• Desktop drives are also optimized for single user access where near-line and enterprise drives are engineered to handle access from many users at the same time. The near-line and enterprise drives have certain firmware commands and capabilities to organize near simultaneous requests so that they can be handled in the most efficient way.

  • Near-line and enterprise drives are usually designed to withstand much more vibration and sustained vibration than desktop drives. Drives that are configured in arrays and server racks are subjected to constant vibration from other drives and equipment. Vibration can accelerate the deterioration of a hardrive and end it's life prematurely.

  • Many of the near-line and enterprise drives are engineered to manage workload by slowing down or validating each read and write when the drive temperature rises. This effectively causes the drives to cool down and continue to operate indefinitely while a desktop drive would fail under similar circumstances.

  • Some desktop drives are designed to spin down during periods of non-use. This saves wear and tear on the drive as well as saves energy. While this may extend the life of a hard drive and be desirable for a desktop computer, it can cause problems in arrays. Array's don't expect to have to wait for a drive to spin up before accessing data. Enterprise and near-line drives have other ways of saving energy, such as powering down parts of the circuitry that is not being used; but not spinning down the drive, which takes much longer to start back up than an micro electronic circuit.

For desktop applications, the drives designed for desktops may be the best choice. They are certainly less expensive and in many cases they are faster for desktop type applications. If you are sensitive to noise, then you can find quieter desktop drives than server or enterprise drives.

There are other types of hard drives that are designed for automotive use, portable devices, appliances and more. Those drives are built for the specific application and environment they are intended to be used in. Heat, vibration, reliability, noise, performance, costs, and access profiles are all factors in designing a hard drive for a particular application. Don't just find the cheapest drive with the most capacity, you may be making a mistake that could put data at an unnecessary risk. Or even worse; a device or system may be more likely to fail that could have even more costly consequences.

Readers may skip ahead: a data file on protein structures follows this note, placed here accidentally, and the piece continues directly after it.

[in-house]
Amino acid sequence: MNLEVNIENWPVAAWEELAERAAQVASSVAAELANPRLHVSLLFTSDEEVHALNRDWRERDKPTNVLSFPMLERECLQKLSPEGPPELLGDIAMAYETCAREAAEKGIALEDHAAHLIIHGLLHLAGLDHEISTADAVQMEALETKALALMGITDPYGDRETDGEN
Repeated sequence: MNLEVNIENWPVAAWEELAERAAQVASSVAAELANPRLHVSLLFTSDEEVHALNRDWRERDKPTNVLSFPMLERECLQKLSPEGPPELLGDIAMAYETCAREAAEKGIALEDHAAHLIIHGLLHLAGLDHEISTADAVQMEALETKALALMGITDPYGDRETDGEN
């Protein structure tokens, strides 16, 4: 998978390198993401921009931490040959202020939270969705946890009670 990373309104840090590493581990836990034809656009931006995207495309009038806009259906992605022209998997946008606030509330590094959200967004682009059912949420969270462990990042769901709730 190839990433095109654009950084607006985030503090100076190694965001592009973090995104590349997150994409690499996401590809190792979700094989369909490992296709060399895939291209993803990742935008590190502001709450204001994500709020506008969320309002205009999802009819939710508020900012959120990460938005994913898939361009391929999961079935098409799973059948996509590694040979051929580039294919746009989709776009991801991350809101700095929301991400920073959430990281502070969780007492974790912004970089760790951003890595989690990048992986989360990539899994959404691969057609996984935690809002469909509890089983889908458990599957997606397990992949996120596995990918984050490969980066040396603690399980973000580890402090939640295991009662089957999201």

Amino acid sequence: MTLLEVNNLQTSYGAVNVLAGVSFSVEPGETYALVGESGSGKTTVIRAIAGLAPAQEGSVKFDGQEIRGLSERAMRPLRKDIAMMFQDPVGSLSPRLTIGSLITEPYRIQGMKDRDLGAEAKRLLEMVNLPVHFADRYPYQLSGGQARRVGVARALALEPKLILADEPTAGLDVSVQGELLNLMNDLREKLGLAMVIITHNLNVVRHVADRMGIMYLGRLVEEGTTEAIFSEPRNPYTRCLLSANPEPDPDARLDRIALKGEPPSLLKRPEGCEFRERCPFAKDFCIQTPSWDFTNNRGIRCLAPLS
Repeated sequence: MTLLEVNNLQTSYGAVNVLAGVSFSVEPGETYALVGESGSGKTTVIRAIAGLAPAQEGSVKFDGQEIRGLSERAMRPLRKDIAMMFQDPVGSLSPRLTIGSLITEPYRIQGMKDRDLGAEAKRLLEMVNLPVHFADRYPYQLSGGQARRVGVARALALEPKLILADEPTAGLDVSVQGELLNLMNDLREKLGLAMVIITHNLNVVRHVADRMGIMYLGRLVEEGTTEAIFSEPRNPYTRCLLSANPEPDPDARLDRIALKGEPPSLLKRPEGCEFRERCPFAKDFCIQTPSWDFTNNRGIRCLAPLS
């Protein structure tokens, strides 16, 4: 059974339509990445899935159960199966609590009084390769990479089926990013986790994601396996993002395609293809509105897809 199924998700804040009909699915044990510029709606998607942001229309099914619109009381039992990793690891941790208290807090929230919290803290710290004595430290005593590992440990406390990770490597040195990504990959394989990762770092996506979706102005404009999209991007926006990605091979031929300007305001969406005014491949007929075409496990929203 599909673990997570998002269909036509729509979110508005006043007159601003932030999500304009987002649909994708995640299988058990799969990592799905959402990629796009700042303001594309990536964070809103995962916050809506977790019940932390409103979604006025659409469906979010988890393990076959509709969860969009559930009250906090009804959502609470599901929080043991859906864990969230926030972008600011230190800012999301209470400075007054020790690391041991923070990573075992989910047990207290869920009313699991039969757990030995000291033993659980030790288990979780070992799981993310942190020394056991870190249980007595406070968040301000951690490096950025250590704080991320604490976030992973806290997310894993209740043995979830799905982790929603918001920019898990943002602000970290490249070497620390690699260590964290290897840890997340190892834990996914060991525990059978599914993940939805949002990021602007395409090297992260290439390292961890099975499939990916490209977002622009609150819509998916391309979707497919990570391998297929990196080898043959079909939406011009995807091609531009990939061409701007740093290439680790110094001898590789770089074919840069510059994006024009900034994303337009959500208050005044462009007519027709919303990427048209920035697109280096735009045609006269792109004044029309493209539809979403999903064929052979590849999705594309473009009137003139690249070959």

powergeek said...

Very informative, thank you. Can you give me any advice about which brands are most reliable?

jazar said...

I don't feel like I have enough data to give advice on the reliability of the different brands of hard drives. I will share with you my experience over the last 2 years and you can use this information however you want to. Keep in mind that my experience may or may not accurately reflect the quailty and reliability of a brand or any particular model.

I have purchased quite a few Seagate and Maxtor drives over the past couple of years. All of them are enterprise or nearline drives. A shockingly large percentage of the Maxtor Maxline III 500GB drives have failed and been replaced by Maxtor. I have had a very small percentage of Maxline III 320 GB drives fail. All of the replacement drives have been the exact same model as the original and none of the replacements have failed so far. After the rash of Maxtor failures, I switched to the Seagate drives and have had very few of them fail. The Seagate drives are used in the exact same model of SAN as the Maxtors and used for the same application.

I suspect that the failed Maxtor drives were from a bad batch and may not represent the Maxtor brand. I have have purchased few of the other brands and don't have any experience with them. For now I am sticking with Seagate.

Maybe some other readers can share their experiences.

Anonymous said...

My maxtor died after about 8 months. I also had a Samsung crash about a year ago. I bought a westen digital and have had no problems.